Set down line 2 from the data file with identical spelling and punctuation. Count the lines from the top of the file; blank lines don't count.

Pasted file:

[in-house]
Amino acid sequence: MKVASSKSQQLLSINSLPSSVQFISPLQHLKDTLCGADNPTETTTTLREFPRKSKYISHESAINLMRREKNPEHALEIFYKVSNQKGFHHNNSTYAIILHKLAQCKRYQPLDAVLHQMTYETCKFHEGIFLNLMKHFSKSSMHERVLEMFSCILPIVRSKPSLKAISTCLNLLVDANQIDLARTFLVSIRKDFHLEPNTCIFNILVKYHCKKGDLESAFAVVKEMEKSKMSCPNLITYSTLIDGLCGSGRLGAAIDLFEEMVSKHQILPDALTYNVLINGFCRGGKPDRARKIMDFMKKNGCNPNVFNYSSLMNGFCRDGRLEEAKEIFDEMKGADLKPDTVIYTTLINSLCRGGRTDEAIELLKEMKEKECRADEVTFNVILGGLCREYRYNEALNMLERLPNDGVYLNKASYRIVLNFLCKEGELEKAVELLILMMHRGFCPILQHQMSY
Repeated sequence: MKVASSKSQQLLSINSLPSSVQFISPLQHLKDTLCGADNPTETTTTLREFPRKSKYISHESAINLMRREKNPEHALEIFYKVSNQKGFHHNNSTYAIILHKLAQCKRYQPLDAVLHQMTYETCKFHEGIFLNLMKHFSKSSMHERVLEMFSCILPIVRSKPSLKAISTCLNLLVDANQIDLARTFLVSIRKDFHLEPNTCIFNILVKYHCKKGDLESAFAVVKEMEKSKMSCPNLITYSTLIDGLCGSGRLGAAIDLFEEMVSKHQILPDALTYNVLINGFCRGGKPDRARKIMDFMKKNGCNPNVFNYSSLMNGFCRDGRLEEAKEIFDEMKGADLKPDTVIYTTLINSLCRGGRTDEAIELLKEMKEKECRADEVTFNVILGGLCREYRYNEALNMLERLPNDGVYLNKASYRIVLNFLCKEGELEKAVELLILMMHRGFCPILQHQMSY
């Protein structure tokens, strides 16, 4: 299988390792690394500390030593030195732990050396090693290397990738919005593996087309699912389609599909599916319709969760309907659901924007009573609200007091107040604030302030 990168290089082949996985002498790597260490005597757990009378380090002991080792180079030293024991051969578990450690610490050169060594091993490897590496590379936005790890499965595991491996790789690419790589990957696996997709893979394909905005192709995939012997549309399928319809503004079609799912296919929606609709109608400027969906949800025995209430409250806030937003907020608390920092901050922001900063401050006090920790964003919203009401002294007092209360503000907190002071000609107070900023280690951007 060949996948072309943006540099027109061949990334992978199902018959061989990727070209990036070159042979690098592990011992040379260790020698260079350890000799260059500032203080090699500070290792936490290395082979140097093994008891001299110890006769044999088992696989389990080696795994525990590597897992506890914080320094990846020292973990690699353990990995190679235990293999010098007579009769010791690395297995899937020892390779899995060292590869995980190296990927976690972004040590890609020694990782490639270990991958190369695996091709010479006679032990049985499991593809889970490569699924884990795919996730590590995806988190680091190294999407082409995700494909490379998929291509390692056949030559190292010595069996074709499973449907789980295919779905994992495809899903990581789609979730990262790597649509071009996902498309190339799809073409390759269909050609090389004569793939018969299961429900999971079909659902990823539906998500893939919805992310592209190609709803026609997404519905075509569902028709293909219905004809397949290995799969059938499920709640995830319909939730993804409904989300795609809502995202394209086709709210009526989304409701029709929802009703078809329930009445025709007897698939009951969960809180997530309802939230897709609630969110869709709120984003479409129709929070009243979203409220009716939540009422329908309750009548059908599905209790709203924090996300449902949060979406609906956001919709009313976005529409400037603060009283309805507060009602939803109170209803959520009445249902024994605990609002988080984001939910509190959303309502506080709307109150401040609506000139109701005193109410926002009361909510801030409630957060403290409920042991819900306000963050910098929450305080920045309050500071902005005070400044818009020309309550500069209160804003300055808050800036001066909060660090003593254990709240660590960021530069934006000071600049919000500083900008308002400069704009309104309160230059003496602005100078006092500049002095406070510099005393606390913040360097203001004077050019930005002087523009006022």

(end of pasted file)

Amino acid sequence: MKVASSKSQQLLSINSLPSSVQFISPLQHLKDTLCGADNPTETTTTLREFPRKSKYISHESAINLMRREKNPEHALEIFYKVSNQKGFHHNNSTYAIILHKLAQCKRYQPLDAVLHQMTYETCKFHEGIFLNLMKHFSKSSMHERVLEMFSCILPIVRSKPSLKAISTCLNLLVDANQIDLARTFLVSIRKDFHLEPNTCIFNILVKYHCKKGDLESAFAVVKEMEKSKMSCPNLITYSTLIDGLCGSGRLGAAIDLFEEMVSKHQILPDALTYNVLINGFCRGGKPDRARKIMDFMKKNGCNPNVFNYSSLMNGFCRDGRLEEAKEIFDEMKGADLKPDTVIYTTLINSLCRGGRTDEAIELLKEMKEKECRADEVTFNVILGGLCREYRYNEALNMLERLPNDGVYLNKASYRIVLNFLCKEGELEKAVELLILMMHRGFCPILQHQMSY